Ad Fraud: The Common Enemy We Need to Vanquish

Graphic of a smart phone with an ad saying "free!", indicating digital ad fraud.“Ad fraud” is a 2016-2017 buzzphrase we’ll likely hear more and more until our industry collectively finds a way to better fight this growing phenomenon. But what is ad fraud?

Ad fraud occurs when digital bots trigger ad clicks or impressions. If you’ve ever purchased pay-per-click (PPC) advertising you know how big of a problem false clicks are for your digital ad spend budget.

How Common of a Problem Is Ad Fraud?

Extremely common, and occurs at every budget level. Less experienced black hat SEO hackers may start with smaller businesses, but their reach is no less extensive. Just in December 2016, White Ops, a digital security firm, released an extensive report of Russian ad fraud operations they’ve dubbed Methbot because of its catastrophic effects.

These hackers purchased thousands of domain names similar to landing pages of major U.S. companies, such as Vogue and ESPN, and placed videos on each page. This method tricked ad sellers into placing their ads on these videos as opposed to legitimate videos posted by the real companies. Bots then clicked on these videos and the hackers were able to bring in between $3 and $5 million per day.

How Do We Stop Ad Fraud?

Putting an end to this pervasive scam requires cooperation from a plethora of sources. First, we all have to constantly monitor our own websites and PPC campaigns. We can’t simply “set it and forget it” when it comes to our digital ad spends. Have your clicks suddenly gone through the roof, gutting your monthly budget in a day? Do your analytics reveal the majority of clicks are coming from an obscure foreign country where you don’t do business? These are red flags to keep in mind.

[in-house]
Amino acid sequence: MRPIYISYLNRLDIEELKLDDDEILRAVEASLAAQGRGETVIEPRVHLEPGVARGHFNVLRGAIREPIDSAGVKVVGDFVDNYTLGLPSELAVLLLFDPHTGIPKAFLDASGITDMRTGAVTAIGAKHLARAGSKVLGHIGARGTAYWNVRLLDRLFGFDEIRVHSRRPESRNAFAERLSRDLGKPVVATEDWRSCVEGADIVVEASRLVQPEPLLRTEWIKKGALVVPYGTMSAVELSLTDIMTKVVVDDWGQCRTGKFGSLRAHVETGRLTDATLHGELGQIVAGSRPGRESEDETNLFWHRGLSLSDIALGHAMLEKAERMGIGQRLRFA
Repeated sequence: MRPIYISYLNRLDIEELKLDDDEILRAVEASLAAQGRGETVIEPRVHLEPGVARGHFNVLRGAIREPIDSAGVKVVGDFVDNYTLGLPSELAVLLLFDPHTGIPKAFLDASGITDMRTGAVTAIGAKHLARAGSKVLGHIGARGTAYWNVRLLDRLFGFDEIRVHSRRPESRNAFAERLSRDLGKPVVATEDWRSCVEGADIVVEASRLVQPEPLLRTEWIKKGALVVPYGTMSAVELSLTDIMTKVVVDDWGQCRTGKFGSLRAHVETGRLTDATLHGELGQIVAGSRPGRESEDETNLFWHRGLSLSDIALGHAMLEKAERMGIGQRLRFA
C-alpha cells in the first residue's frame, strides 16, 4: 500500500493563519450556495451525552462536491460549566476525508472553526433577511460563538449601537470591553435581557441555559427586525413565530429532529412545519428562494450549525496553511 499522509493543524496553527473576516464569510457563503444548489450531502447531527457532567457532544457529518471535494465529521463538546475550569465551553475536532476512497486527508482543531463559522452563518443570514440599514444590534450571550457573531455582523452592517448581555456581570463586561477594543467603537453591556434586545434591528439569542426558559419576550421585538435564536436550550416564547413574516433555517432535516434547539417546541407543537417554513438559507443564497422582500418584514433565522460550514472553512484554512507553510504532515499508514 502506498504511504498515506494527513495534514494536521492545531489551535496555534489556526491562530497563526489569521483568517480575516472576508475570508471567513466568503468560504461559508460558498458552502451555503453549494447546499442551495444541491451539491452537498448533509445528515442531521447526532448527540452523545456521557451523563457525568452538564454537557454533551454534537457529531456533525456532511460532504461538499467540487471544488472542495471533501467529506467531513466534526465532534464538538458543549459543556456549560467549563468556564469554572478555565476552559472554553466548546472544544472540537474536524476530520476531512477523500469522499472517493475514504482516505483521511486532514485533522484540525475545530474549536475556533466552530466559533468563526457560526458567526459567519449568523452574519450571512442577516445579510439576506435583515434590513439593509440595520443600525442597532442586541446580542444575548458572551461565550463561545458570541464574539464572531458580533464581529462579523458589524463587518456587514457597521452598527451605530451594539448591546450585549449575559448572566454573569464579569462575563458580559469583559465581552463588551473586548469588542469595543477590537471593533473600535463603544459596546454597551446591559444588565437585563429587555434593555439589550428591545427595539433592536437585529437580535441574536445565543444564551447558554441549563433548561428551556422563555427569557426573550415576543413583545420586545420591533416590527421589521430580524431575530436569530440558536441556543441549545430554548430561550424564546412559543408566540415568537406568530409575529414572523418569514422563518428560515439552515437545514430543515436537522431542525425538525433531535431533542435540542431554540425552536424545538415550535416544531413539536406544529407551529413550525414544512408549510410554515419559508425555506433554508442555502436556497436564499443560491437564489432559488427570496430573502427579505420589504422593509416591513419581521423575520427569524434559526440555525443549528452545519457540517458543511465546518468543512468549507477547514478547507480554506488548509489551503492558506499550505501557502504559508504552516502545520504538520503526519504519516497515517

Where Do Advertisers Come Into Play?

Next, advertising sellers need to vet the places in which ads appear. For example, more security on this end could prevent the above Methbot situation, assuming the right systems are in place. This may mean losing some efficiency to bolster authenticity. Publishers, agencies, and other companies that manage PPC strategies for clients also need to accept responsibility. If your agency of choice is missing instances of ad fraud on your site, it’s time to go with a partner who has a dedicated security team in place to prevent such behavior.

Though unfortunate for those who have lost money, the recent Methbot disaster may just bring the attention needed to finally address this issue once and for all. At LegalRev, we remain hopeful that more companies will continue to pay closer attention to their marketing efforts. For more information on SEO and digital advertising, call us at (800) 893-2590 or visit us on Facebook or Twitter.

January 13, 2017